“The lack of women in roles responsible for creative direction across visual and audio entertainment is troubling,” wrote the researchers. “This appears to reflect deeply‐held biases related to women and leadership, some of which we have illuminated in film and which may carry over into the music industry.”
The Grammy Awards typically reflect that same industry-wide gender gap. Over the past six years, just 9.3 percent of Grammy nominees were women, the study found. More specifically, between 2013 and 2018, women made up:
- 7.9 percent of Record of the Year nominees
- 6.1 percent of Album of the Year nominees
- 21 percent of Song of the Year nominees
- 36.4 percent of Best New Artist nominees
- 0 percent of Producer of the Year nominees
Yes, you read that right ― ZERO.
This year, 11 awards out of 84 were handed out to women at the ceremony.
HuffPost reached out to 18 Grammy nominees and host James Corden in the weeks prior to the Grammys to ask if they wanted to speak about gender parity in the music industry. No one wanted to.
When Variety asked Recording Academy President Neil Portnow about why the Grammy Awards seem to be so consistently male, he seemed content to put the onus of responsibility on the women.
“It has to begin with … women who have the creativity in their hearts and souls, who want to be musicians, who want to be engineers, producers, and want to be part of the industry on the executive level,” Portnow told Variety. “[They need] to step up because I think they would be welcome.”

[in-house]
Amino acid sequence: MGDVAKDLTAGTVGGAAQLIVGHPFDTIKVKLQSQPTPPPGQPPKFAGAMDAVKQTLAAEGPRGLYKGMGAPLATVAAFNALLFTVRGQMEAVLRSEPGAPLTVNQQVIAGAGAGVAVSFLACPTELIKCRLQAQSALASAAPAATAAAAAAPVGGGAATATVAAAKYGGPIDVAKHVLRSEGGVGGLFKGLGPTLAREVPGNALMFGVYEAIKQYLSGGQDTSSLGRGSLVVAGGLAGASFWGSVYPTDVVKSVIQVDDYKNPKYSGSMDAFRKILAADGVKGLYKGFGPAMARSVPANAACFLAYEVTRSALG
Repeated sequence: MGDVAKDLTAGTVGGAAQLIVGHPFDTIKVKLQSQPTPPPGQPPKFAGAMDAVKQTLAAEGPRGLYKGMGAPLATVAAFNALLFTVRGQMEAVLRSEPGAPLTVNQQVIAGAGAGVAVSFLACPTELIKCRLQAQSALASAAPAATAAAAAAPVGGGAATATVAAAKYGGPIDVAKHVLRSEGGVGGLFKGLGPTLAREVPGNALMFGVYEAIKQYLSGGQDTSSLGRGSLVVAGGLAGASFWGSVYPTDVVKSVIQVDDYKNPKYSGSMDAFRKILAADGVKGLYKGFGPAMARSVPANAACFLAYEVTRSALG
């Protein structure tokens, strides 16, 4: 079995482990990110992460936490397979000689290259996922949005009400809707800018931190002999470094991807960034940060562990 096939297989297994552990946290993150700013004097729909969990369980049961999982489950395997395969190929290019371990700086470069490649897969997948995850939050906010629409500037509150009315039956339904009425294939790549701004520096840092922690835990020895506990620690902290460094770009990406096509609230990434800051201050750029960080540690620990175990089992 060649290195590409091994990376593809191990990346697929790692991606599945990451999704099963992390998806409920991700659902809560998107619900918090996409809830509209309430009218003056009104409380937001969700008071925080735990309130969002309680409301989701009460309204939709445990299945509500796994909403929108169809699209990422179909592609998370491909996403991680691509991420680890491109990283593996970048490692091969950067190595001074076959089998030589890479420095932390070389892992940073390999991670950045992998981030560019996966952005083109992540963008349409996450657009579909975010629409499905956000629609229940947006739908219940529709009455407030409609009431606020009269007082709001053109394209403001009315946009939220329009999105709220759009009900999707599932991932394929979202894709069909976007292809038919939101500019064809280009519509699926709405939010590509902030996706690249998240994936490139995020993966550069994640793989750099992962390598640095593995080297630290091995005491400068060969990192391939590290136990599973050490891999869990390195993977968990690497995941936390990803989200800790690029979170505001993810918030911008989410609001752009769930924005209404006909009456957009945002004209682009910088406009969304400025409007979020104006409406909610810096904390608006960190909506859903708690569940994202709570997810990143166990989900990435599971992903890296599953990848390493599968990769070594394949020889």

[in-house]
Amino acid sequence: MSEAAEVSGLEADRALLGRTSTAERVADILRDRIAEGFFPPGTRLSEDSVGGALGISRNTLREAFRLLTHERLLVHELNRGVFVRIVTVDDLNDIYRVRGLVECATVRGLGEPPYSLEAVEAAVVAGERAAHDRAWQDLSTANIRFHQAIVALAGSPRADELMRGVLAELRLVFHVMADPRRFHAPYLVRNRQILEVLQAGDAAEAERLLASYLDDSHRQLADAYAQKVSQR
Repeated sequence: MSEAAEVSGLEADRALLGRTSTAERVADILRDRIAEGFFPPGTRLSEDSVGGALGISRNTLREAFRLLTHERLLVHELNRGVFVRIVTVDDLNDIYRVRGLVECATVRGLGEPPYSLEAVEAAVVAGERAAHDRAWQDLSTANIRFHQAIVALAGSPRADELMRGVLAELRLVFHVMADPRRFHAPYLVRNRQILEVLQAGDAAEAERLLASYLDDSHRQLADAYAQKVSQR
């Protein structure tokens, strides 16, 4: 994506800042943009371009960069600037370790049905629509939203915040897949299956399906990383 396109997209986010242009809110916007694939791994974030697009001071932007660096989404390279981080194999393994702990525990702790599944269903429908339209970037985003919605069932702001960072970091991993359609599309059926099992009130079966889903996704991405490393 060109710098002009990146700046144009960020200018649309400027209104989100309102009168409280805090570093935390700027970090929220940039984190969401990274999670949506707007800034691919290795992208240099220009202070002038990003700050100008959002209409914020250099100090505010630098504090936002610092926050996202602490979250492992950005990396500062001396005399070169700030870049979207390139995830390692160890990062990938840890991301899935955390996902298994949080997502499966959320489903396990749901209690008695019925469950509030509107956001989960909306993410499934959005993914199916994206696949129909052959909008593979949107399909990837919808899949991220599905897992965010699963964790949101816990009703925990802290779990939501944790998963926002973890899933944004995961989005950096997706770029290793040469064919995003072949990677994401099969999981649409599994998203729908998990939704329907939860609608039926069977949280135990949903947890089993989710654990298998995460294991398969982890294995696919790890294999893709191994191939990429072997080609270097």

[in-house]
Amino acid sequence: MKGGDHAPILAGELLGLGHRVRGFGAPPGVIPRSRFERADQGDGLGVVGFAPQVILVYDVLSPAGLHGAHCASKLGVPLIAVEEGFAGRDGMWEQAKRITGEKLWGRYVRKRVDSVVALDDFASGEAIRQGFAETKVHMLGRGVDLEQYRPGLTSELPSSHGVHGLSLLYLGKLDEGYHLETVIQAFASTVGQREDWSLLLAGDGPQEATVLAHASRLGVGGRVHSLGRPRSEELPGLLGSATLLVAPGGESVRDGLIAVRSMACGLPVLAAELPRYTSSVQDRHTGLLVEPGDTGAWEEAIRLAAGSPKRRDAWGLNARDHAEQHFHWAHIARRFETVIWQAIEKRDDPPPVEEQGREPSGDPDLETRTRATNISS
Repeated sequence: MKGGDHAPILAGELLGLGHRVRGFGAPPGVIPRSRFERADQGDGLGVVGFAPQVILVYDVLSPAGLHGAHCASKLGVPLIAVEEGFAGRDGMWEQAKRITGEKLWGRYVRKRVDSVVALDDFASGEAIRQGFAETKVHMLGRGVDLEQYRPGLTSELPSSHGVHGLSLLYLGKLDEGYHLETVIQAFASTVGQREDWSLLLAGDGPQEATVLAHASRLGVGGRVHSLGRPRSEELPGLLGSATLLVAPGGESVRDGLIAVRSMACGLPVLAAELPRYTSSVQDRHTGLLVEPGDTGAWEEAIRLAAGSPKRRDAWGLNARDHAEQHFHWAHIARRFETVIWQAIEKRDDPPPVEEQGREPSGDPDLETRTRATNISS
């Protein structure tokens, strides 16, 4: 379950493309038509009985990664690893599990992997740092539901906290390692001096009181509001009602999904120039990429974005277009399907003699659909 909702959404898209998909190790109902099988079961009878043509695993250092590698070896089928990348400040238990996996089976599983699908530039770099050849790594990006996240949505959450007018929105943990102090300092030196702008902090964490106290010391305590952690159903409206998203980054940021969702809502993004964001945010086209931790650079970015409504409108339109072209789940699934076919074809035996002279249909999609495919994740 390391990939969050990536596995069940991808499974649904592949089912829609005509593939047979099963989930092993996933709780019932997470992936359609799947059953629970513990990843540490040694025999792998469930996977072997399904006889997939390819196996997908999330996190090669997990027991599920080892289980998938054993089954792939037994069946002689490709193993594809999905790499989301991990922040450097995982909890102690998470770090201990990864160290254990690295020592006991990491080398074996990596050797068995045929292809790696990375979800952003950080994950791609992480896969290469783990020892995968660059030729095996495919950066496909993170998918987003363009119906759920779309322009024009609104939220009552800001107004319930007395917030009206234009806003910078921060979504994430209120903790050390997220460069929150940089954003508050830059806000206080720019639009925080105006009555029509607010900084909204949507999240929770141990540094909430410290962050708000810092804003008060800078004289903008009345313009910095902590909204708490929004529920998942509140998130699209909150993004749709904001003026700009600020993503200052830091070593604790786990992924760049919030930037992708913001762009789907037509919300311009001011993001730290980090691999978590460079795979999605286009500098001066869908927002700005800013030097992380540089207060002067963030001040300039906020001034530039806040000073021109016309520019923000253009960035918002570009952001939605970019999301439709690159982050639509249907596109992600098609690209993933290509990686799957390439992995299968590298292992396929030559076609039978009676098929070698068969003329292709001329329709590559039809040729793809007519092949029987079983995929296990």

(Portnow has since apologized after several female performers criticized his initial statement. Rait for one is “sure female leaders of the music industry would love to sit down and have a constructive conversation with Neil Portnow about ‘stepping up.’”)
We have to get more women in that hiring pool. And once they’re in there, they need to have mentorship with other women who can walk them through an interview process or scenario. Karen Rait, Head of Rhythmic Promotions at Interscope/Geffen/A&M Records
In terms of more concrete next steps, Rait said the Voices in Entertainment is planning to meet again soon to discuss strategy, though it seems likely that they will focus their efforts on a mentorship program for young women who want to be in the music industry ― as well as encouraging people to continue donating to the Time’s Up legal defense fund.
Rait would like to create a mentorship program that specifically pairs young talent with a mentor who is already in the industry. She is passionate about creating a pipeline for women producers, and floated the idea of getting Missy Elliot and Timbaland involved.
“We need to get that next generation of women to understand that there is a place for them,” said Rait. “We need to educate everybody and let them know that there are talented young women out there that deserve to be in this business. … We have to get more women in that hiring pool. And once they’re in there, they need to have mentorship with other women who can walk them through an interview process or scenario. The reality is [as women] we have to work harder.”